This week, I was pleased and honoured to give a keynote speech at wonderful EUSN2021 (European Social Networks 2021) conference. The event was originally planned in beautiful Naples, but was unfortunately moved online because of pandemic-induced uncertainties.
In my talk, I endeavoured to reconcile the tradition of research on social and organizational network analysis – in which I have been trained, and which constitutes the specialism of most participants to EUSN conferences – with the nascent literature on digital platform labour. Indeed, organizational network studies have shaped my (and many other colleagues’) understanding of how social ties and structures drive collective action and shape its outcomes. However, contemporary computing technologies breed novel sociabilities and organizational modes that disrupt established practices and knowledge. In particular, the emergence of digital platforms as market intermediaries constitutes a puzzle for network researchers. These emerging organizational structures loosen individual-organization links, fragment production processes, individualize sub-contracting, extend competition beyond the local level, and threaten jobs with AI-fuelled automation. My question then is: in these environments where isolation dominates and collaboration fades, how do social networks operate, if at all? And how can we, as researchers, apprehend them?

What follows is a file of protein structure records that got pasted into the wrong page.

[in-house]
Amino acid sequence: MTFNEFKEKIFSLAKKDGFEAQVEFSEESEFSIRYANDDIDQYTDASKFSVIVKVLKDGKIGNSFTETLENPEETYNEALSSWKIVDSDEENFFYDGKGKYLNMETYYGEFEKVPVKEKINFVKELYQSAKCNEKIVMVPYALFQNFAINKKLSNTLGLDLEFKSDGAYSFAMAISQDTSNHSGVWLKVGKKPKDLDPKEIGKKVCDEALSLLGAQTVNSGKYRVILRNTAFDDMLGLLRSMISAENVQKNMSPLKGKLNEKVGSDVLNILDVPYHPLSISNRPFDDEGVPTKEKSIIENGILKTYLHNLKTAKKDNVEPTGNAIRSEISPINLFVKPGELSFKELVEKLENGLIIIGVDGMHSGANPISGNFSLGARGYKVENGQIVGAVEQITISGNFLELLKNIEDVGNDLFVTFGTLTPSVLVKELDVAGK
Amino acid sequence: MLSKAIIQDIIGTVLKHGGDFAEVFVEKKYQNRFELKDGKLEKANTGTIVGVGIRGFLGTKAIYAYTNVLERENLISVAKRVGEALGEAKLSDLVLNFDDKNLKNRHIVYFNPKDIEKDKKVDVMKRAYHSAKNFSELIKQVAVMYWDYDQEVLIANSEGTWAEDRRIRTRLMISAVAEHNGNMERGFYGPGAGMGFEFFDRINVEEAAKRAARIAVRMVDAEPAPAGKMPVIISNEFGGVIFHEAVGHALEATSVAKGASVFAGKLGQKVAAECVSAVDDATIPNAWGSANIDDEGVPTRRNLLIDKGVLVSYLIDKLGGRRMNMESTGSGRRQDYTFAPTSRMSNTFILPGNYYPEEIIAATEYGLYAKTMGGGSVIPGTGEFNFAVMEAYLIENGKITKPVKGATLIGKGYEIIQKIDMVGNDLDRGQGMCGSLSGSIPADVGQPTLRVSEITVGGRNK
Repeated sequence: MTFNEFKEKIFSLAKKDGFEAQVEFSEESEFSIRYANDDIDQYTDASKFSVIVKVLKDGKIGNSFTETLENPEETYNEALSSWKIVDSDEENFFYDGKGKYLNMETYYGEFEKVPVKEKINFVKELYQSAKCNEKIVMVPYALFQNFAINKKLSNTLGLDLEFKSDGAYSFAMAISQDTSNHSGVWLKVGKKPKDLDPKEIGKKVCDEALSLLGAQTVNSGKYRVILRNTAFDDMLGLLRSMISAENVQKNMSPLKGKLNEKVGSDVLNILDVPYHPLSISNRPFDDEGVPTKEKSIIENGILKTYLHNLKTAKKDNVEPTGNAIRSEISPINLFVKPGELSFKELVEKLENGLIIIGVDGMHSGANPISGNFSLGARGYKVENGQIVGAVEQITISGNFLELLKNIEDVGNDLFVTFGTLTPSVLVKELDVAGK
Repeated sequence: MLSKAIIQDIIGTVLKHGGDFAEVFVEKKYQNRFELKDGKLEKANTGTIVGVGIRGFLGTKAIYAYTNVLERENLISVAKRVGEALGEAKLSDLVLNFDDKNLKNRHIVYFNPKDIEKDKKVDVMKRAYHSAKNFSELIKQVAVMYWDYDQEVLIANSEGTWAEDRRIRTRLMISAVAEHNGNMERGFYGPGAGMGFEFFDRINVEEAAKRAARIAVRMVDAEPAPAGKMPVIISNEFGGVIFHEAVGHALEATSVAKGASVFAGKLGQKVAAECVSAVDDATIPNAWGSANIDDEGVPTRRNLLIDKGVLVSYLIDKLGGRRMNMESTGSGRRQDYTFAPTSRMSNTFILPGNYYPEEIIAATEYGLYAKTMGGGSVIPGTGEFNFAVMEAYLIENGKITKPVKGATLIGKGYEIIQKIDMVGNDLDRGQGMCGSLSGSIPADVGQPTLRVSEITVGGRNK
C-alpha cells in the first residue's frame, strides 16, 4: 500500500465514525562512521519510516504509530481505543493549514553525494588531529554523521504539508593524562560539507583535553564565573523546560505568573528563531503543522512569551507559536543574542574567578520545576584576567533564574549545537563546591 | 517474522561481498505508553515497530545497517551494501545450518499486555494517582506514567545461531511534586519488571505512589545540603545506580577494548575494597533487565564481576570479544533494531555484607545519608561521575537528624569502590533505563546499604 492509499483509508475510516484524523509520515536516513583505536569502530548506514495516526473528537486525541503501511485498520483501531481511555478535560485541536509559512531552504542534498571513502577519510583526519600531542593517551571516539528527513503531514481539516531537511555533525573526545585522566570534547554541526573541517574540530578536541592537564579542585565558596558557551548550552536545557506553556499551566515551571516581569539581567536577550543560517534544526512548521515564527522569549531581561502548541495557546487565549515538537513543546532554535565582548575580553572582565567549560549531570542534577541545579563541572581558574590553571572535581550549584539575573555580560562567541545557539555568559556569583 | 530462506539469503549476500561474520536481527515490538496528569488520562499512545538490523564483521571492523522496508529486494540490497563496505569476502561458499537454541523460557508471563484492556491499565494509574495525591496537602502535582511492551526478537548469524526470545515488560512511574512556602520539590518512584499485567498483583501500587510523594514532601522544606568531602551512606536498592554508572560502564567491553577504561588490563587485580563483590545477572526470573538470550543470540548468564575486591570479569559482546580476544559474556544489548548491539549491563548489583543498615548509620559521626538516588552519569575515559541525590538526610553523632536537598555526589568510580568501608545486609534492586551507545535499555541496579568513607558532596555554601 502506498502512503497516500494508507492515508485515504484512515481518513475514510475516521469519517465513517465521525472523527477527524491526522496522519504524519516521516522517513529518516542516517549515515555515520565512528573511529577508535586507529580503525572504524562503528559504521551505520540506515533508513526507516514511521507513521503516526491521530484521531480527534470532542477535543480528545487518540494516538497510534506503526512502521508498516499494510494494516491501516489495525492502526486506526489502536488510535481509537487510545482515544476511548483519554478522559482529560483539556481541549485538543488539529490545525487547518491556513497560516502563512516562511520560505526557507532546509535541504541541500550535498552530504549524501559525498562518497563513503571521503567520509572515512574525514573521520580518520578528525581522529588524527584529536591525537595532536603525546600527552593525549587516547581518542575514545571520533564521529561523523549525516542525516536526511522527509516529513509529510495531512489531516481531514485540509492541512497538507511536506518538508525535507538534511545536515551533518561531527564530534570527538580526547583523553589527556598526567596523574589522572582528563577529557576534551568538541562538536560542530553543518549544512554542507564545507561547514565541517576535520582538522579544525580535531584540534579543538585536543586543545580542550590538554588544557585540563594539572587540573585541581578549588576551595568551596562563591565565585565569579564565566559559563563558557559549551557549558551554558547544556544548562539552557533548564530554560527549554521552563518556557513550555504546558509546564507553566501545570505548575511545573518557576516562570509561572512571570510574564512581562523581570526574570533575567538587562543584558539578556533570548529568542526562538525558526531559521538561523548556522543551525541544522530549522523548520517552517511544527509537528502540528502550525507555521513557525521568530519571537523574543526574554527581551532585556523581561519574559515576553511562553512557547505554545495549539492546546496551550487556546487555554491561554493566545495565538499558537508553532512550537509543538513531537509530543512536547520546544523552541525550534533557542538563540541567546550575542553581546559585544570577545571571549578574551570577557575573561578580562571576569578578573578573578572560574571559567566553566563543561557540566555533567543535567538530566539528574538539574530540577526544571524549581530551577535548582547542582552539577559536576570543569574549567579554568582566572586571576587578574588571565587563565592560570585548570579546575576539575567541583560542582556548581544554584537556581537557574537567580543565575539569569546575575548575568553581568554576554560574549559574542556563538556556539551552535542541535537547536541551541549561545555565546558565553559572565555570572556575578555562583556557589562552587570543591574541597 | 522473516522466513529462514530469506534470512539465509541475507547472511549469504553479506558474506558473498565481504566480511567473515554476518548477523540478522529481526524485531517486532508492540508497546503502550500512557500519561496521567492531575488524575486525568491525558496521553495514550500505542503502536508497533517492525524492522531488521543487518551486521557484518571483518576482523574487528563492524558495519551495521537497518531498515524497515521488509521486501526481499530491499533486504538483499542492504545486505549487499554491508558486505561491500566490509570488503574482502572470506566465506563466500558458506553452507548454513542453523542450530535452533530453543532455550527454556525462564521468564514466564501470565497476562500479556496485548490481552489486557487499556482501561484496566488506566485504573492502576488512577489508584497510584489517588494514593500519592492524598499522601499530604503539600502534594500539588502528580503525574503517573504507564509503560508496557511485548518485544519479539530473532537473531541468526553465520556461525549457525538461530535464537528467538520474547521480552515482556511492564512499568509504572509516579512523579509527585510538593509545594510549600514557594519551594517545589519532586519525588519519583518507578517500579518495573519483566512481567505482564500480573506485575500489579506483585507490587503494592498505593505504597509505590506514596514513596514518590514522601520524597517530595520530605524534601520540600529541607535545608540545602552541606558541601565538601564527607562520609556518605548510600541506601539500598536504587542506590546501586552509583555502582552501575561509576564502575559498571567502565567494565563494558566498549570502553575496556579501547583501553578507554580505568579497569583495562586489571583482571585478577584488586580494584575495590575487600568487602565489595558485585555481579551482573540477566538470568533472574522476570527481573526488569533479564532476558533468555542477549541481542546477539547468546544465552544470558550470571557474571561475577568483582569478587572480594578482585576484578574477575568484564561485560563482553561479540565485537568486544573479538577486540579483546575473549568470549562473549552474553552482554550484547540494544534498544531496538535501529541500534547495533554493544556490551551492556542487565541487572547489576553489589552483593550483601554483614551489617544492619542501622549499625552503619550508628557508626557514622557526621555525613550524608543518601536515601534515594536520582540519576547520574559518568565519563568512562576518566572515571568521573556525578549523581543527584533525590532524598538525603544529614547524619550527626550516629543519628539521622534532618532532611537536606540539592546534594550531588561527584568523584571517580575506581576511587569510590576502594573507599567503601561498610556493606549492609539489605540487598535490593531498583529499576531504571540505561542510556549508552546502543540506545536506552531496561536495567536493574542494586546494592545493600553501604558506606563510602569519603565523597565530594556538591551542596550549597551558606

In my talk, I discussed how digital platforms, and the transformations of work processes they trigger, challenge some of the key tenets of organizational network analysis. Yet there is still much to learn from this tradition, and the limited overlaps with the nascent literature on platforms reveal facets that neither of them, alone, could capture. This analysis also confirms that overall, technology-enabled platform intermediation restrains sociability and limits interactions, but specific cases where networking has been possible highlight the fundamental advantages it brings to workers.
On this basis, I outlined directions for future research and policy action.
Many thanks to the organizers who still did a wonderful job despite the online-only mode, and to all attendees for inspiring questions and feedback.